Archived posting to the Leica Users Group, 2001/06/21

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Subject: Re: [Leica] photography in stores, malls, etc.
From: "Ted Grant" <>
Date: Thu, 21 Jun 2001 08:08:21 -0700
References: <> <006401c0fa51$fcbfd820$786ad1d1@hppav> <004001c0fa57$5b10cba0$> <006a01c0fa5b$94e557c0$0300000a@marklaptop>

Mark E Davison wrote:
>>>In the United States (especially in the cold Northern parts) the malls
have become the defacto public gathering space. There is virtually no street
life left. Prohibiting photography in malls virtually wipes out the
possibility of capturing modern community life. In addition, many of the
malls have been partially subsidized with public funds. <<<<<

Hi Mark,
I feel when the mall is assisted with public funds it should become "an open
space" and should be an "open space" for picture taking. What probably needs
to happen here is,  a professional photography association discuss the
situation with management and try to have the place hassle free... without
telling the world it's "open season picture taking country."

And in this fashion, not telling the world, you don't all of a sudden have
every weirdo with a camera running through the mall snapping like some nut
case gone mad. However, if someone is quietly snapping away ala "Leica
style" they can do their thing without causing a disturbance and they do so
without being hassled.

By the same token, folks do have a right not to have their pictures taken if
they do not wish to have it happen, open mall or no open mall.  Like, just
don't try to take my picture .... "with out me knowing what you are taking
the pictures for!" you could have a bad headache for sometime to come. ;-)

If one is going into the mall happy snapping, maybe a different approach is
necessary and that is ..... go see management first, explain what you are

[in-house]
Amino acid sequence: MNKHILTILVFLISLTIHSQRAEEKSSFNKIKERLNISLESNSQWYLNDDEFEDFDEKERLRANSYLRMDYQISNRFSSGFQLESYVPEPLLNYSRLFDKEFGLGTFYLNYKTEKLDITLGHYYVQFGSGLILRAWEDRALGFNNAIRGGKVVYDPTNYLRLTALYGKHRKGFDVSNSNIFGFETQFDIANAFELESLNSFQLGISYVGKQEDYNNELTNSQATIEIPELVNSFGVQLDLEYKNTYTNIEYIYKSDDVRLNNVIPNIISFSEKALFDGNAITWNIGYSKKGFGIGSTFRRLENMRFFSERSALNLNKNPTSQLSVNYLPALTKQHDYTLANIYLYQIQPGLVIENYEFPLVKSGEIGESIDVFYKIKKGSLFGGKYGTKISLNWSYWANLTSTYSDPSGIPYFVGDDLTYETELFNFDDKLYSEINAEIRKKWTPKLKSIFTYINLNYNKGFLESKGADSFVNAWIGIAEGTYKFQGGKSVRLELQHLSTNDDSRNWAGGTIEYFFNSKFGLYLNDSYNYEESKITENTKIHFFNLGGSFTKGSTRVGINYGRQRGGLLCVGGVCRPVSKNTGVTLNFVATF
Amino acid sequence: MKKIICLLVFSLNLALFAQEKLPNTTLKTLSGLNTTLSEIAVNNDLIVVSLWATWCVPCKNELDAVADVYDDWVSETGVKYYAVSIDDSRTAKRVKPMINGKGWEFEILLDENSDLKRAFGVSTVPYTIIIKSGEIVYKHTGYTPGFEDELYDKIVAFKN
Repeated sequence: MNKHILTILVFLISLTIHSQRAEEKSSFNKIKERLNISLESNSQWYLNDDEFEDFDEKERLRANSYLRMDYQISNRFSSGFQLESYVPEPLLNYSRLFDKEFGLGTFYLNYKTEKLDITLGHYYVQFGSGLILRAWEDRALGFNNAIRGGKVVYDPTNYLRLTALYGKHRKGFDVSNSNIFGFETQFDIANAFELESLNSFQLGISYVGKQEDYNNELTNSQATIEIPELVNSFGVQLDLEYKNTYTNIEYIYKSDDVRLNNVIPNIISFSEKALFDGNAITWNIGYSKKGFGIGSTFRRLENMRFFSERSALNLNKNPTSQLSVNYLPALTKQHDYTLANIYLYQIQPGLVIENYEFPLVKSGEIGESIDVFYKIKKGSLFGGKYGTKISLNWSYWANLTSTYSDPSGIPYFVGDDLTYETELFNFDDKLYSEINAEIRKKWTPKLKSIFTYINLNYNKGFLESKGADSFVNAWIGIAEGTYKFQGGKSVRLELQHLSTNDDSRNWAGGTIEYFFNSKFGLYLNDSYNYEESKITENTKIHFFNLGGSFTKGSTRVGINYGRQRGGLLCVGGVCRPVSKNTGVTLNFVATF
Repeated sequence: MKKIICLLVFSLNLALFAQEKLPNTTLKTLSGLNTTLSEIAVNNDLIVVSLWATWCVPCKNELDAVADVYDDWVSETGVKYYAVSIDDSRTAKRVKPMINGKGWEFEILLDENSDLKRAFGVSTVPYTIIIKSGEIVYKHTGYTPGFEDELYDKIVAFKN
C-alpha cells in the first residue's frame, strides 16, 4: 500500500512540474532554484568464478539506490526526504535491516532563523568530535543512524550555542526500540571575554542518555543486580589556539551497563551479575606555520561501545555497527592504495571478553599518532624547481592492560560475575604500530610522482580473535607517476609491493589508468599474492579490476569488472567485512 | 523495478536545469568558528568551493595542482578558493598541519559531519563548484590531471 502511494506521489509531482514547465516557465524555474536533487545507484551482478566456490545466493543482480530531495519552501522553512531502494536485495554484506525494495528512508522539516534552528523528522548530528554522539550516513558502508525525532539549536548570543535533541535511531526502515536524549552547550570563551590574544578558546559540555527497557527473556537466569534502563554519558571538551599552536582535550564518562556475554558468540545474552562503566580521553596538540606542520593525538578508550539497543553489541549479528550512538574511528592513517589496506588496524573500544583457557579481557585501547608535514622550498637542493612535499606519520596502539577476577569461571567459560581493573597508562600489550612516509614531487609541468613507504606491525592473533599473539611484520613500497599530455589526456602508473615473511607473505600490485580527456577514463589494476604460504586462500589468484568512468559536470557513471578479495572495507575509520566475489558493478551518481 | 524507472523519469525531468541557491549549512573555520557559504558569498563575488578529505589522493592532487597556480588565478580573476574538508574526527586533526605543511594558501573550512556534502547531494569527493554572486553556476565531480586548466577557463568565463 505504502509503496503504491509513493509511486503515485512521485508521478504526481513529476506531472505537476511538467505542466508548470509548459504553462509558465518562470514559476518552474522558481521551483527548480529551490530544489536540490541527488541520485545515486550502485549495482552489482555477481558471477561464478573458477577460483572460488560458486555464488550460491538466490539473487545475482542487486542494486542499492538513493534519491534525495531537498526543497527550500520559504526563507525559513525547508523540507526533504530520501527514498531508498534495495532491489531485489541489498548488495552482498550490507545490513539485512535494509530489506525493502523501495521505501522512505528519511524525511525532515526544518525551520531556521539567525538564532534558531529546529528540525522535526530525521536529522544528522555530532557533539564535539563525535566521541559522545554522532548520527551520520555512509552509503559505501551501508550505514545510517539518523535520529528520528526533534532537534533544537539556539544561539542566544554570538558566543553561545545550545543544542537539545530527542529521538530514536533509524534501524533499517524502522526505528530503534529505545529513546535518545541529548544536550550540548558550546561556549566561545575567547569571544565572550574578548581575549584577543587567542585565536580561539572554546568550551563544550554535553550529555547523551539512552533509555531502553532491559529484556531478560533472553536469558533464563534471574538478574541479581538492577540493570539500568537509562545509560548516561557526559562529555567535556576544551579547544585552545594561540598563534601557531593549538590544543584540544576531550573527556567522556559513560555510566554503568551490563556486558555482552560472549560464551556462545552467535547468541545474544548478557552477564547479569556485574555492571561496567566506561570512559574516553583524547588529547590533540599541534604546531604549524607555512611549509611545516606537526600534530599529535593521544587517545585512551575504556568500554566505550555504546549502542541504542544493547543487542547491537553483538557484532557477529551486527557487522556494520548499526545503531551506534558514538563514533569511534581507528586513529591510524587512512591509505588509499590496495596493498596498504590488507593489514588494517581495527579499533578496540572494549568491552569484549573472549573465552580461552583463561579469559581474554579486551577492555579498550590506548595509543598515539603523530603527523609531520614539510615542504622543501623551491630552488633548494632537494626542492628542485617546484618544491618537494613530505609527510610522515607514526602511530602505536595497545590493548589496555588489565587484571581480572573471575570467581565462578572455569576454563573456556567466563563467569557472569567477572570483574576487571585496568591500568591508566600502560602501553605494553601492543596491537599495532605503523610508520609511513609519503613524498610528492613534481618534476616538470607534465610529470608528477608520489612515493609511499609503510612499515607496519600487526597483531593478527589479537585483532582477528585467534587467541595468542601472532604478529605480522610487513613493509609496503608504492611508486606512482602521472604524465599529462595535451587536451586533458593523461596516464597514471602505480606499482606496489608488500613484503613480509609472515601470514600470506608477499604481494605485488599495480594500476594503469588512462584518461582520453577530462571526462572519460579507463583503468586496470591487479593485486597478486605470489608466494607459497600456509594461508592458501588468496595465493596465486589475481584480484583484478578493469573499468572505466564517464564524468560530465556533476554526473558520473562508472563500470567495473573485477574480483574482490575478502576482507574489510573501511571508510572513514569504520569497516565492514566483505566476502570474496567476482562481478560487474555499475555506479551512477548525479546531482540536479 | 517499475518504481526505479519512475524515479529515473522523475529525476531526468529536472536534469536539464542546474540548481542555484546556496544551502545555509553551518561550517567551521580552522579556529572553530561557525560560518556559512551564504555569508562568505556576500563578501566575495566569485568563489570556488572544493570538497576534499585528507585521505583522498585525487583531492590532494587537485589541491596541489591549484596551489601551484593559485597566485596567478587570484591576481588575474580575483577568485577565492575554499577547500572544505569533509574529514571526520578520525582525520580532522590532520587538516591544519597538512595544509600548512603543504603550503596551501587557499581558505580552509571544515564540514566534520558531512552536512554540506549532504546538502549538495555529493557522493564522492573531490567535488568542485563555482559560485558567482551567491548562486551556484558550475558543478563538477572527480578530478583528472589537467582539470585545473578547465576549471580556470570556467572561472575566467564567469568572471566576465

doing and why, also with reasonable identification, certainly with the
sicko's in the world today using photography to make contact for nefarious
activities. :-( A solid identification can help.

Nope that approach isn't going to work all the time, sometimes never.
That's when you do an end run, visit city hall the next day and ask about
the mall being a closed area when it's partially funded with tax payers
money. It might bring some changes and then again?

>>One of the rent-a-cops at the Seattle Public Market decided to stop a
photographer from taking pictures in the Public Market (which is most
definitely not private property). The rent-a-cop was eventually informed of
the error of his ways, but it just goes to show that the mentality of
prohibiting photography is well-established and needs to be fought
politically. In this particular case the photographer was sufficiently
well-informed of his rights that he demanded to see management. And I
believe the photographer performed a service for the rest of us who want to
photograph this cliched but charming Seattle landmark. So sometimes it does
make sense to "get all huffy."

That's true! Then there are times when ...peace and tranquillity will have
doors opened you never imagined would be.  Even in the case above with the
rent -a- cop, asking to see the management with the security guy in tow was
the smart way to handle this situation, as getting into a "fuss with him"
isn't going to resolve anything, simply because you put yourself down to his
un-informed level.


Ted Grant Photography Limited

Replies: Reply from "Mark E Davison" <> (Re: [Leica] photography in stores, malls, etc.)
Reply from Mark Rabiner <> (Re: [Leica] photography in stores, malls, etc.)
Reply from "Mxsmanic" <> (Re: [Leica] photography in stores, malls, etc.)
In reply to: Message from Stephen Patriquen <> ([Leica] photography in stores, malls, etc.)
Message from "Bryan Caldwell" <> (Re: [Leica] photography in stores, malls, etc.)
Message from "Ted Grant" <> (Re: [Leica] photography in stores, malls, etc.)
Message from "Mark E Davison" <> (Re: [Leica] photography in stores, malls, etc.)